Life at the end of the road

July 26, 2011

The ‘hundred yard dash’ :-)

Filed under: boats, daily doings, hydro, weather — lifeattheendoftheroad @ 9:28 pm

That’s it then, the holiday is officially over and I’m not long back in the house after doing my first stint on the Loch Striven. Only one run to Sconser and back to let my ‘back to back’ away, but working nonetheless, no more wine or pipe epics for a whole week at least but at least it will give my muscles (and liver) a well earned rest 🙂

A trip to my parents on the mainland yesterday and guests for dinner made a welcome change from the more physical side of my ‘holiday’ and the most strenuous thing that I did all day was trim a hedge.

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Not my own I hasten to add, for I prefer the more ‘rustic’ look and I’ve never even picked up a hedge trimmer in my life, let alone used one. Still it made someone very happy and I was rewarded by a fine plate of pasta 🙂

The evening at ‘the end of the road’ was a very civilised affair with eight around the table eating the finest sea food that Loch Arnish could provide followed by chicken breasts wrapped in bacon with a haggis on the side. We usually stuff the breasts with the haggis but the fine Scottish offering is not to everyone’s liking. As it turned out there was not a scrap of it left on the eight clean plates so it could have gone in anyway 🙂

A full hundred meters 🙂

Me, I bailed out early and was in my bed for 22:30 leaving wifey with the ‘hardcore party people’ around the kitchen table with several bottles of claret and the boys on the Xbox. They would pay for it in the morning 🙂 me I wanted to be fresh 🙂

The relentless north wind that has kept the midge away, dried out the croft and kept temperatures at respectable level for ‘hard labour’ has also built up quite a sea. Over the last couple of days it has eased somewhat but not enough to poke the Pioner Maxi’s nose out of the loch. As is also quite common with this wind is for it to fall away overnight then pick up again around 11:00am.

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It may not look like much on the graph, indeed from any other direction 10mph would barely cause a ripple. However with nothing between the Sound of Raasay and Iceland, and a lazy ground swell from a week in that quarter it’s no place for a 12’ boat.

If there was one thing that I just had to do before going back to work it was salvage some more ‘feed blower’ pipe for my hydro scheme, and I’d been reliably informed there was some west of Fladda. It was going nowhere on the neap tides just now, but who knows where it would end up on the springs with a change of wind direction.

Arising early to a bombsite of a kitchen and a dying wind I fed the pigs, cleared the wreckage of the previous evening, mixed up fuel and dragged the boys out of their pit 🙂 At shortly after 8:30 we were in the ‘rock proof’ Pioner and heading west toward the Camas Bahn on Fladda.

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Portree’s Cygnus Cyclone 26, the Marie Bhan was in the shallows searching for lobster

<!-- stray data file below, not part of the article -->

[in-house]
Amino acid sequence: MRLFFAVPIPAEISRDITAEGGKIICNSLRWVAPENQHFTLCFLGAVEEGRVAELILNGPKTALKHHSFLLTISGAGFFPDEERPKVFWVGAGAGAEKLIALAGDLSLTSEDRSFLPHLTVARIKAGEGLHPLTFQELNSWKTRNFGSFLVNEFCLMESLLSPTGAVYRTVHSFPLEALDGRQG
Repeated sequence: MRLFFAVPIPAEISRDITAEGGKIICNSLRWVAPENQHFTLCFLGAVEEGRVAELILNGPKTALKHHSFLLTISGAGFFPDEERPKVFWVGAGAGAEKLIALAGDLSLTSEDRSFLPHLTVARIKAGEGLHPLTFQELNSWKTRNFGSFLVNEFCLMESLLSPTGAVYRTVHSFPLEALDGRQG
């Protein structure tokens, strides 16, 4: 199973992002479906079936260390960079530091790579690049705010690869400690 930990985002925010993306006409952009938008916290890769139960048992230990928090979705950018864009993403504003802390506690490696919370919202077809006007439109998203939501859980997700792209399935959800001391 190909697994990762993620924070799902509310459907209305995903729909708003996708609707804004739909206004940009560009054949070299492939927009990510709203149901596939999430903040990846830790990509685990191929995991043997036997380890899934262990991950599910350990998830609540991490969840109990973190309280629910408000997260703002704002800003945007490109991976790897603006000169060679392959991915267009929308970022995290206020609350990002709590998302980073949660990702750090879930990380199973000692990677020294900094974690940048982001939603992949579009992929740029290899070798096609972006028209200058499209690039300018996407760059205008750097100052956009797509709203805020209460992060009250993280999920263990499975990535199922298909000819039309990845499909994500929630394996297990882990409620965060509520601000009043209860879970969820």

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and the Green Isle was in the muddy depths of Loch Arnish hunting prawns.

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Ten minutes later we were at the Camas Bhan on Fladda with our quarry in sight.

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Leaving the ‘idiot proof’ boat taking no harm from the rocky shore we set foot on land to check out the best approach to removing it. As it happened the other end was in the sea so we just got back in the boat, motored around the point, tied it on and dragged it off, it was VERY long 🙂

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A far cry from the five hour tow from Loch Ainort with the last batch we had this one, or at least half of it ashore in twenty minutes.

A quick trip to lift one of our creels that hadn’t been lifted for a week, a spell at home for breakfast and then back down with the Land Rover to drag it out of the sea and measure it.

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That’s the ‘Old Girl’ in that clump of trees up the hill, and with my newly recalibrated legs I reckon that to be a full hundred meters 🙂


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We towed the pipe onto the heather before hitching it up to the quad, only this time I’d the good sense not to get ‘bogged’

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The boys, that’s them on the horizon, took it as far as the old peat cutting,

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after which I took over,

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as it gets a little tricky 🙂

Wee Millie

Just before I took the helm the boys spotted a man and his dog walking across the heather towards us, probably not an uncommon sight in other parts of the country but a rarity here. This chap was obviously heading our way so we went to investigate.

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It turned out to be wee Millie, Molly’s seven month old pup who was on holiday from Perthshire for a few days

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and what a little character she’s turned out to be 🙂

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The views up here are stunning, that’s Aird Torran in the foreground, Fladda is the large mass behind it and the Camas Bahn is that bay on its left hand edge between the breaking reef and the small island.